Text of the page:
Traditional Values and Progressive Desires: Tensions of Identity in the Rhetoric of the Granger Movement in Illinois, 1870-1875

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In the decade following the Civil War, Illinois Farmers suffered from a variety of economic problems such as deflated currency, increased agricultural production, international competition, high tariffs, expensive farm implements, high transportation rates, high taxes, and the occasional natural disaster. Scattered, powerless, and dependent, Illinois farmers were especially vulnerable to a political and economic system controlled by corporate monopolies, corrupt and unresponsive government, and an endless procession of middlemen waiting to take their share of the farmers' hard-earned profits.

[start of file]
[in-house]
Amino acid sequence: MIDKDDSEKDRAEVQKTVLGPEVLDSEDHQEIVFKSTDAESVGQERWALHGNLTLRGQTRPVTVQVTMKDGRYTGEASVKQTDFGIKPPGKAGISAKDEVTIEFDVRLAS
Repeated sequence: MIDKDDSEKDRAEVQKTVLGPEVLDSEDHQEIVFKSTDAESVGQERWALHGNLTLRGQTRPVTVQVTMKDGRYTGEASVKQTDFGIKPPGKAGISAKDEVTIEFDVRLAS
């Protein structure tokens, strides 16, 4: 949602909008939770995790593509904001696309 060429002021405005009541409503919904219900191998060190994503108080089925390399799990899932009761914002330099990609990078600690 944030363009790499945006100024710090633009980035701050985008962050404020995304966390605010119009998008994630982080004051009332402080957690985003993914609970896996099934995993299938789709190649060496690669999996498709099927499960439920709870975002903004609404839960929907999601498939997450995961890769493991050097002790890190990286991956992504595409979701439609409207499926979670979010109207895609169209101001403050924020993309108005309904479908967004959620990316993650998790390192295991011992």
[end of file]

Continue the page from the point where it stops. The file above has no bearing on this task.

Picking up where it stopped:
Farmers responded by forming the Granger movement, the first large-scale farmers' movement in the United States and the initial episode of a broader farmers' movement in the late nineteenth century. Granger movement rhetoric constituted Illinois farmers as powerful agents of change by transforming them from individual actors into the agricultural class, a powerful collective identity motivated for political and economic action. Movement rhetoric did so by drawing upon the motivational power of three strands of American public discourse--the agrarian myth, the rhetoric of class, and the legacy of the American Revolution--to create a narrative that empowered Midwestern farmers to see the dire consequences of their agrarian individualism and to constitute themselves as a class that could adequately respond to their material conditions in the late nineteenth century.